Page 44 | O2 Academy 3 Birmingham | Saturday March 3rd

19th March 2012 by admin

After their recent stint opening for Welsh favourites The Blackout last November, local boys Page 44 are back for tonight’s edition of Emma Scott Presents… for a headline show at the Academy’s 3rd room (just two doors down from the one they played on the Blackout tour). It’s likely that the foursome picked up some new fans on the tour; this combined with the fact that the band are Birmingham-based make it no surprise that tonight’s show has sold well. A solid amount of fans are in attendance to show their support and it looks that tonight is to be a hit.

Opening are girl-fronted West Essex youngsters Reachback who might bear a slight resemblance in look and sound to other similar acts, but it would be unfair to simply make comparisons. Musically they tick all the boxes; pop-rock melodies, bouncy rhythms and lighthearted lyrics and you’ve got a pretty solid opening act. While the band remain somewhat static for the duration of their performance their songs are fun (if not totally unique) and pink-haired singer Ruby Williams delivers with a sassy but cute charm.
One might question the necessity of getting the to crowd sing “W-H-O-R-E”, as well as a Jessie J cover, but the cheers and chants from the kids up front mean they must be doing something right. Reachback aren’t the most exciting band visually but in musical terms they are satisfying enough to entertain for a good half hour.

Following are Fake Obsession who are another female-fronted rock group, this time from Telford. Believe or not but these youngsters are actually opening for pop-rock outfit McFly on the 9th, which is no easy feat by any means. In any case, they share similar pop sensibilities with their predecessors but with a grungier edge to proceedings. That said they still have the catchy choruses and strong vocal lines that fit the necessary criteria. In addition they manage to fit in a cheeky cover of Cher’s “Believe” that is odd but somehow it works. Like Reachback before them, the quartet deliver a punchy, accessible brand of pop-rock that is not revolutionary, but fun for a half hour. These kids show promise.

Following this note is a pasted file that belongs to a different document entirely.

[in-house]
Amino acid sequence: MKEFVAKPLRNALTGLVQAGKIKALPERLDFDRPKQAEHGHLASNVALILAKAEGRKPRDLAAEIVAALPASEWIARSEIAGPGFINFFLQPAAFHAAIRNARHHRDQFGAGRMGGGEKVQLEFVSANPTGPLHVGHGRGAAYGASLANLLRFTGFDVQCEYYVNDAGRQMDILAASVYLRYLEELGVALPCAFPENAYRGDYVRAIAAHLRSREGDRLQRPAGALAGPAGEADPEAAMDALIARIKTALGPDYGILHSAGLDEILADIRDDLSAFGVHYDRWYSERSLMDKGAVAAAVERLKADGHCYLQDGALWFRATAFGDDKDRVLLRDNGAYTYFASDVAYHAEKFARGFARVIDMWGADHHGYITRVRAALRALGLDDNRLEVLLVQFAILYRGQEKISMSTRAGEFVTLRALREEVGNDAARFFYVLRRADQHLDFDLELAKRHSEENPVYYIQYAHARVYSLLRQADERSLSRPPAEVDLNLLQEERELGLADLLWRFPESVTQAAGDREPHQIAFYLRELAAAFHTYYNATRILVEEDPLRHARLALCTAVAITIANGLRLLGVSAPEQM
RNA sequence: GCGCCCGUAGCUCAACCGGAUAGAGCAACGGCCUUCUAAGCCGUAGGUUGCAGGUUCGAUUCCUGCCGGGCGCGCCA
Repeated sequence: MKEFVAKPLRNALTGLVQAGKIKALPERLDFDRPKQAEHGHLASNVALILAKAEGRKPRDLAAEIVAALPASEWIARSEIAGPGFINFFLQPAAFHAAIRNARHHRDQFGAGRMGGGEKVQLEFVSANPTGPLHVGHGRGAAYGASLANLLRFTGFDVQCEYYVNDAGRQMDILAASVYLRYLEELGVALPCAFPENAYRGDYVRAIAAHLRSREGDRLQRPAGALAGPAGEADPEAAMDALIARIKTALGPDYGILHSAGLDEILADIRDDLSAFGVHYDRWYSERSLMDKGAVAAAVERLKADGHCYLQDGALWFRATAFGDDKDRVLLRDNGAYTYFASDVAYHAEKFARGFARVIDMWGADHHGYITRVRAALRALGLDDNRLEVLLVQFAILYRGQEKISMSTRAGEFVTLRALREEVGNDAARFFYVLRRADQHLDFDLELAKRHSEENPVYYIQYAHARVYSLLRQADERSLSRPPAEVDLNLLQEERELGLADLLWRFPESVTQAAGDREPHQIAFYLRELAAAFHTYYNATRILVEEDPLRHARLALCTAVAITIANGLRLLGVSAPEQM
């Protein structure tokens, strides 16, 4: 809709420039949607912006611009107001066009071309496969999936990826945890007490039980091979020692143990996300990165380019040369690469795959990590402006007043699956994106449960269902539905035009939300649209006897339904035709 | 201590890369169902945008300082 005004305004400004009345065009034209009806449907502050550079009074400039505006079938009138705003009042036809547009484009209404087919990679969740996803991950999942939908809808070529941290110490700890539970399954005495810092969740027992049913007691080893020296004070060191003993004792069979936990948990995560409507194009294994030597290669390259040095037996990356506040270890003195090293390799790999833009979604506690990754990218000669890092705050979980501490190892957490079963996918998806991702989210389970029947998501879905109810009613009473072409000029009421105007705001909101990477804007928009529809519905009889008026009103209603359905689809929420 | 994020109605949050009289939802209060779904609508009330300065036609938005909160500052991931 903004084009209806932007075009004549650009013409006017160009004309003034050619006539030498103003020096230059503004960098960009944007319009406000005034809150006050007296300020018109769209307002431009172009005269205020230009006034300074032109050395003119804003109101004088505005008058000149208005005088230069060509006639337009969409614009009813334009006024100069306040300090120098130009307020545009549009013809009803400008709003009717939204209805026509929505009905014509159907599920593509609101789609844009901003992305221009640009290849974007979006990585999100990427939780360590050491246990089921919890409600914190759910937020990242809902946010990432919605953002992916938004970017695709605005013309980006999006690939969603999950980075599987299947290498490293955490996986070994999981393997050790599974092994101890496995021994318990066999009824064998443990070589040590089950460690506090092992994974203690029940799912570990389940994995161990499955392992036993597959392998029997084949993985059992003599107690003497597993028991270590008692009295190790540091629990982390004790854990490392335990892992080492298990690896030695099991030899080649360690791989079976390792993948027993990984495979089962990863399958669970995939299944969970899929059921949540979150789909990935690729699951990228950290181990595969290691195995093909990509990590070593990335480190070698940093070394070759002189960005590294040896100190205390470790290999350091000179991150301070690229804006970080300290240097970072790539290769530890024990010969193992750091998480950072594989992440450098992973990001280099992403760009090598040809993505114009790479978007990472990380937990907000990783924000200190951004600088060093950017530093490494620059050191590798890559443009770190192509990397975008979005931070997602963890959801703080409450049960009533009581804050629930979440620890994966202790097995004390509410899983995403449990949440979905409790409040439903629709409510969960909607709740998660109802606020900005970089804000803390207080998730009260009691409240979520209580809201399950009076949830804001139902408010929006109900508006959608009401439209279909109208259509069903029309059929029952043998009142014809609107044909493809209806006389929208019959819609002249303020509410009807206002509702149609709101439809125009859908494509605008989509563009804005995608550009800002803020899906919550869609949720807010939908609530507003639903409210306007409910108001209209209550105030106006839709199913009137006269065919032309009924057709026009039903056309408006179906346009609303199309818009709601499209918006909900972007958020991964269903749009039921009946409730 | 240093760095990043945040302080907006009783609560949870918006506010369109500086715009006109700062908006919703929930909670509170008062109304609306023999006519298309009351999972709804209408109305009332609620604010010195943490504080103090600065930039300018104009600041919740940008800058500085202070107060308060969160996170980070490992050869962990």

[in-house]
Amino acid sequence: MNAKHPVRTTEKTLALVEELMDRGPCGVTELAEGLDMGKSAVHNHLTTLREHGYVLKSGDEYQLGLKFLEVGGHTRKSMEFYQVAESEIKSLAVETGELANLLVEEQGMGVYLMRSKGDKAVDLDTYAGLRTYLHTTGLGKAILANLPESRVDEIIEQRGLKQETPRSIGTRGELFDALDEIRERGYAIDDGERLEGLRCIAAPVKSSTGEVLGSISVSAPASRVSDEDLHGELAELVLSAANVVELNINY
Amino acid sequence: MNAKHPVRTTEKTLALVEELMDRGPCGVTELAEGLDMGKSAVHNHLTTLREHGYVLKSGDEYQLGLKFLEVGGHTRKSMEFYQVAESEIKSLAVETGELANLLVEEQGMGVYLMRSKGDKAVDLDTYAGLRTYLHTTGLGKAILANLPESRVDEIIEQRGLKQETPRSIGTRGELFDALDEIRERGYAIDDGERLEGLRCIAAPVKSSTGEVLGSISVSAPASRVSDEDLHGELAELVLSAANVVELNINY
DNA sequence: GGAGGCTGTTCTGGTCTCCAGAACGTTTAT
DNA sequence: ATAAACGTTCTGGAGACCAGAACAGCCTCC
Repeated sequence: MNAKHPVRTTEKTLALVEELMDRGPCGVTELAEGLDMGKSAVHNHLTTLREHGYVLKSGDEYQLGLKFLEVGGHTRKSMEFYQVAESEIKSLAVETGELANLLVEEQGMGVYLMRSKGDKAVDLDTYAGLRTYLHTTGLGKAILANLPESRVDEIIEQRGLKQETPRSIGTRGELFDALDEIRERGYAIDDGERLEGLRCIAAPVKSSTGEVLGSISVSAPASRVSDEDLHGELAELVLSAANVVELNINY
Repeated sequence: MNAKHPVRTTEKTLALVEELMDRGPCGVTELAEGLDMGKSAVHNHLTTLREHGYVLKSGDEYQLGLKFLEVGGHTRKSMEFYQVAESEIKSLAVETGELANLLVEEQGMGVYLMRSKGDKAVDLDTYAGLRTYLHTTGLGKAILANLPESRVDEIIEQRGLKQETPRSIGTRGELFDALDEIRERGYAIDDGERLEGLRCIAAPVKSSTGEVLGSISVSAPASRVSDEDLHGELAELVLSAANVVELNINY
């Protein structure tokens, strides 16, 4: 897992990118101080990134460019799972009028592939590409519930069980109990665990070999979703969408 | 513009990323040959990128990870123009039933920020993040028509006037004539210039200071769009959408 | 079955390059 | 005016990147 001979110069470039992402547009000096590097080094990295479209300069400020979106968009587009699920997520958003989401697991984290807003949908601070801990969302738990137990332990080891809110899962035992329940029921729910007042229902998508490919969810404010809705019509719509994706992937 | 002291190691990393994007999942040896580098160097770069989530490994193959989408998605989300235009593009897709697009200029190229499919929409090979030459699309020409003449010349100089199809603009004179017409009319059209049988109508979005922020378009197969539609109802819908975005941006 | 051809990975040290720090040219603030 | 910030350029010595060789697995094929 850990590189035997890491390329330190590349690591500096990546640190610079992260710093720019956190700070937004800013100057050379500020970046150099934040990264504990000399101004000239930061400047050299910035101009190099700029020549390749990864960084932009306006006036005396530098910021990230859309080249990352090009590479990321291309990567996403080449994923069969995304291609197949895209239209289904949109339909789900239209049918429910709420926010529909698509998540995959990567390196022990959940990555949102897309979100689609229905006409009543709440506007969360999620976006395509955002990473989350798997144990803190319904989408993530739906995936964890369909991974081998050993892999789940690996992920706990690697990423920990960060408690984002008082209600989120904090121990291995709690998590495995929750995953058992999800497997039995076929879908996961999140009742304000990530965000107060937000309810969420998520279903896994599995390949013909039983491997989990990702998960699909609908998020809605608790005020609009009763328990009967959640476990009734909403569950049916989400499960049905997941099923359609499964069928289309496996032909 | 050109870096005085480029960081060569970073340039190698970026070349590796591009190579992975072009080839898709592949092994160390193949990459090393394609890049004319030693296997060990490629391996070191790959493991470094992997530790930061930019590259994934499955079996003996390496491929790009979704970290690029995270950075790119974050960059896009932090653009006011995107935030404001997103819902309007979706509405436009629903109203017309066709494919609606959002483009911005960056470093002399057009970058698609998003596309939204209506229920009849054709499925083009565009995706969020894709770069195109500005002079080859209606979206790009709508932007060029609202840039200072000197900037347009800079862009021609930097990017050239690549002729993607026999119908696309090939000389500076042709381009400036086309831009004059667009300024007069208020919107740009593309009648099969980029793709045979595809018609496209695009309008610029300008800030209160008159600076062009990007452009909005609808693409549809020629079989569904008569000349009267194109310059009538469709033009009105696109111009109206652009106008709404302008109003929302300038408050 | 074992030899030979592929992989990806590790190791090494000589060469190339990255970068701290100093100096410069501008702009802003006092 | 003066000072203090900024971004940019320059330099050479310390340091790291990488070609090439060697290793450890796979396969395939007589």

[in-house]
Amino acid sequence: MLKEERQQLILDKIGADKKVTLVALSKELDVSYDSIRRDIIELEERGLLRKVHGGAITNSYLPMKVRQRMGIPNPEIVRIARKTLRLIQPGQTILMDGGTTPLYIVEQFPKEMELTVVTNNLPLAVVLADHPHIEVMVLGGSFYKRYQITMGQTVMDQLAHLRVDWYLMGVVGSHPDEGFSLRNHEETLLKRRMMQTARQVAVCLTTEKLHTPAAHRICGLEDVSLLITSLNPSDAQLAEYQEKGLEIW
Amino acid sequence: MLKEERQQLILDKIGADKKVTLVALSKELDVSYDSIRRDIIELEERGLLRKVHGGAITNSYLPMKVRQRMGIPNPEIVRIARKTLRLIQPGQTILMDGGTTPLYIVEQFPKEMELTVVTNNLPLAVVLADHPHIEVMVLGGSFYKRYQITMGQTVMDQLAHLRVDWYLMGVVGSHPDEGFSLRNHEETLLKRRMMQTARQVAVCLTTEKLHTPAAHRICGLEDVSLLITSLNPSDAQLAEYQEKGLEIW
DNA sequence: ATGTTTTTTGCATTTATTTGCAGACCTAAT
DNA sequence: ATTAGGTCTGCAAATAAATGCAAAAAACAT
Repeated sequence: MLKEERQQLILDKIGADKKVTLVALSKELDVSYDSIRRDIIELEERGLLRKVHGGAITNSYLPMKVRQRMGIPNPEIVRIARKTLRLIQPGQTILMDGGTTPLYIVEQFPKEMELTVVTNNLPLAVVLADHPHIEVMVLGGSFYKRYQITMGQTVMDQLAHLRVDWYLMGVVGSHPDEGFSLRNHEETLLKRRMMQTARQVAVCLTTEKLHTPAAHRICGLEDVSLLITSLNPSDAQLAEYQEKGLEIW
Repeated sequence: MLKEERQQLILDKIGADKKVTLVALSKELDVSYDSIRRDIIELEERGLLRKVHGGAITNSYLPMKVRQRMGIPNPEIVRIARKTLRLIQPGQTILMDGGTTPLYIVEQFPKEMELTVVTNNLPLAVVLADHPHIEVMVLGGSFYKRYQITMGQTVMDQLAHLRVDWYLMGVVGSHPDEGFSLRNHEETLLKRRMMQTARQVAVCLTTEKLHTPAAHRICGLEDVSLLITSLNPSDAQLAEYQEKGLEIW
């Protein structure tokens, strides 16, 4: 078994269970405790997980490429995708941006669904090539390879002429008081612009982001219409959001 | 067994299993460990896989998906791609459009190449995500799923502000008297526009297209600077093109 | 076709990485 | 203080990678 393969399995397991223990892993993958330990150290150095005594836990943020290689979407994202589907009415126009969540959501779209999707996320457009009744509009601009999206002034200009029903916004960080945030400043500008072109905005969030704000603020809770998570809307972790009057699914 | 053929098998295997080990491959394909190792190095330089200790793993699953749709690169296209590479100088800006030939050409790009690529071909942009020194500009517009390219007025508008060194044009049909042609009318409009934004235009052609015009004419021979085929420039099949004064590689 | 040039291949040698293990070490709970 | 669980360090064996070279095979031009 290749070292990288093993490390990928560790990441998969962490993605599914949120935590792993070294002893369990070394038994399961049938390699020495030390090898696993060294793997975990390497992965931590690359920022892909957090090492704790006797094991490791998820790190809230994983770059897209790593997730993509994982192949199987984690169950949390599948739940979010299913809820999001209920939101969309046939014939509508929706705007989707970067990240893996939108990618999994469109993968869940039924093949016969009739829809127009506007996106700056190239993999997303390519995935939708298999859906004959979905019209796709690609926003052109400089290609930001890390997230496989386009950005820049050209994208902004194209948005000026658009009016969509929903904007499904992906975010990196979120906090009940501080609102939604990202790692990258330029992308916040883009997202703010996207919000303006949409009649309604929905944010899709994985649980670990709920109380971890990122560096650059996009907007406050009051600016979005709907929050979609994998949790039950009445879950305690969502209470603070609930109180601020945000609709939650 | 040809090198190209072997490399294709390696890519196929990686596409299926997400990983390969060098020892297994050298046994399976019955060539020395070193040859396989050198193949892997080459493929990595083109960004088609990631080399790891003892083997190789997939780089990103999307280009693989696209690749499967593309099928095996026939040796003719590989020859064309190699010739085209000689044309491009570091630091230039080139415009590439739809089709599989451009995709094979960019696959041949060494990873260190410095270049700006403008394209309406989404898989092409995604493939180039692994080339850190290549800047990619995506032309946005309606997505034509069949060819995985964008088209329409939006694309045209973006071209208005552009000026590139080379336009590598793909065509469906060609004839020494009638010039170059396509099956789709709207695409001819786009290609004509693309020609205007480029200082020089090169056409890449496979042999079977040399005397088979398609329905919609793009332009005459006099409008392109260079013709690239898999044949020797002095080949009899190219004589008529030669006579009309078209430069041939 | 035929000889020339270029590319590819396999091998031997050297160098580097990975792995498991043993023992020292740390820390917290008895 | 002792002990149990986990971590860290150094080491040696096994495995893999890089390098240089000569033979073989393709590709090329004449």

Next up are Birmingham’s The Breaking Ties who don’t quite enthrall tonight’s audience as much as the first two acts but the four-piece’s brand of melodic hard rock is undoubtedly impressive. Influences here are obvious – Foo Fighters, Guns N’ Roses and a touch of You Me At Six, so while there are clear nods to their forefathers it’s not a pure ripoff. Another band that could achieve something big if they worked on honing a more original style.

If there was to be an odd band out tonight, it would probably be Jester, who play a slightly more eccentric style of rock with Incubus, Biffy Clyro and Jane’s Addiction being listed among their influences. Although they might be different from the preceding acts they aren’t really that much of a surprise. Three-way harmonies and melodic “link-passages” are among the techniques employed in their live show, but it’s not without fault. They incorporate perhaps too many musical styles and a slightly muddy sound holds them back; it’s a bit hard to tell how they’re trying to sound and overall the performance feels like somewhat of a missed opportunity.

Headliners Page 44 are greeted like returning heroes and play a strong but woefully short set of anthemic power-pop that would appeal to fans of Lostprophets or emo legends Jimmy Eat World. While the Brummies aren’t quite on the level of J.E.W. or the ‘prophets, with songs like Watch Me Fade (tonight’s opening number), Answers and Closer it’s easy to see that there’s potential in these young men. Given the great response from the crowd it really is a shame that their set is so brief, but if they keep up the good work these shows will be expanding and bigger and better tours will be imminent. The band note it was the best headline show they’d ever done, and while it wasn’t life-changing, it was a fine display of honest, passionate music that we’ll hopefully be hearing again soon.

by Greg Cadman

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